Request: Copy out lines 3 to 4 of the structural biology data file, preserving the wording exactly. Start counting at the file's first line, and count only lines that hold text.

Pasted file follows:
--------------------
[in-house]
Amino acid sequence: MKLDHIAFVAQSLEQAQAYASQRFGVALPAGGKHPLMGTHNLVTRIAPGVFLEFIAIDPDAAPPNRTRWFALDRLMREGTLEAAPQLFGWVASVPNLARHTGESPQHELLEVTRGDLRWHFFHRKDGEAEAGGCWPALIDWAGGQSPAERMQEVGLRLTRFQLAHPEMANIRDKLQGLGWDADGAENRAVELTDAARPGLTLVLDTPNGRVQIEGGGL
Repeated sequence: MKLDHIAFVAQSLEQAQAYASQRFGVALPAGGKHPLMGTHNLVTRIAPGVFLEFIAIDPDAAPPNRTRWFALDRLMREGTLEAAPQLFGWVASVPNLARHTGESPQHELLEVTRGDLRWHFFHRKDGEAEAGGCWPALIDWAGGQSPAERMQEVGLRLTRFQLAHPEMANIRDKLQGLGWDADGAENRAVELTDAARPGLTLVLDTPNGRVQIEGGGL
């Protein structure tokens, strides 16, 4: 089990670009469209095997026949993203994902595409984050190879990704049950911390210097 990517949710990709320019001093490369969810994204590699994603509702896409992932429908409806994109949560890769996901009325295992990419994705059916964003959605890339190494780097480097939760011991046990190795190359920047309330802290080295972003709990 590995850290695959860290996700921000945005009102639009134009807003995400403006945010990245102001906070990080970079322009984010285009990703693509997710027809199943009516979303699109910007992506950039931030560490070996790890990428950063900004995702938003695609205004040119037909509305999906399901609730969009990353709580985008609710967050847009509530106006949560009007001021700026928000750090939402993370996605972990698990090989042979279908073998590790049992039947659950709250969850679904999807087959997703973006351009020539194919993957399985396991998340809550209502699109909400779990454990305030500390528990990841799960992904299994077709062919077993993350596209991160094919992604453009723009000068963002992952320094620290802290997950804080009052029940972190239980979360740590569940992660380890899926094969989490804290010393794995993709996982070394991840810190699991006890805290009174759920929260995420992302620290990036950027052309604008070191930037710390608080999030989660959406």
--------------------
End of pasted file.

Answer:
Repeated sequence: MKLDHIAFVAQSLEQAQAYASQRFGVALPAGGKHPLMGTHNLVTRIAPGVFLEFIAIDPDAAPPNRTRWFALDRLMREGTLEAAPQLFGWVASVPNLARHTGESPQHELLEVTRGDLRWHFFHRKDGEAEAGGCWPALIDWAGGQSPAERMQEVGLRLTRFQLAHPEMANIRDKLQGLGWDADGAENRAVELTDAARPGLTLVLDTPNGRVQIEGGGL
């Protein structure tokens, strides 16, 4: 089990670009469209095997026949993203994902595409984050190879990704049950911390210097 990517949710990709320019001093490369969810994204590699994603509702896409992932429908409806994109949560890769996901009325295992990419994705059916964003959605890339190494780097480097939760011991046990190795190359920047309330802290080295972003709990 590995850290695959860290996700921000945005009102639009134009807003995400403006945010990245102001906070990080970079322009984010285009990703693509997710027809199943009516979303699109910007992506950039931030560490070996790890990428950063900004995702938003695609205004040119037909509305999906399901609730969009990353709580985008609710967050847009509530106006949560009007001021700026928000750090939402993370996605972990698990090989042979279908073998590790049992039947659950709250969850679904999807087959997703973006351009020539194919993957399985396991998340809550209502699109909400779990454990305030500390528990990841799960992904299994077709062919077993993350596209991160094919992604453009723009000068963002992952320094620290802290997950804080009052029940972190239980979360740590569940992660380890899926094969989490804290010393794995993709996982070394991840810190699991006890805290009174759920929260995420992302620290990036950027052309604008070191930037710390608080999030989660959406």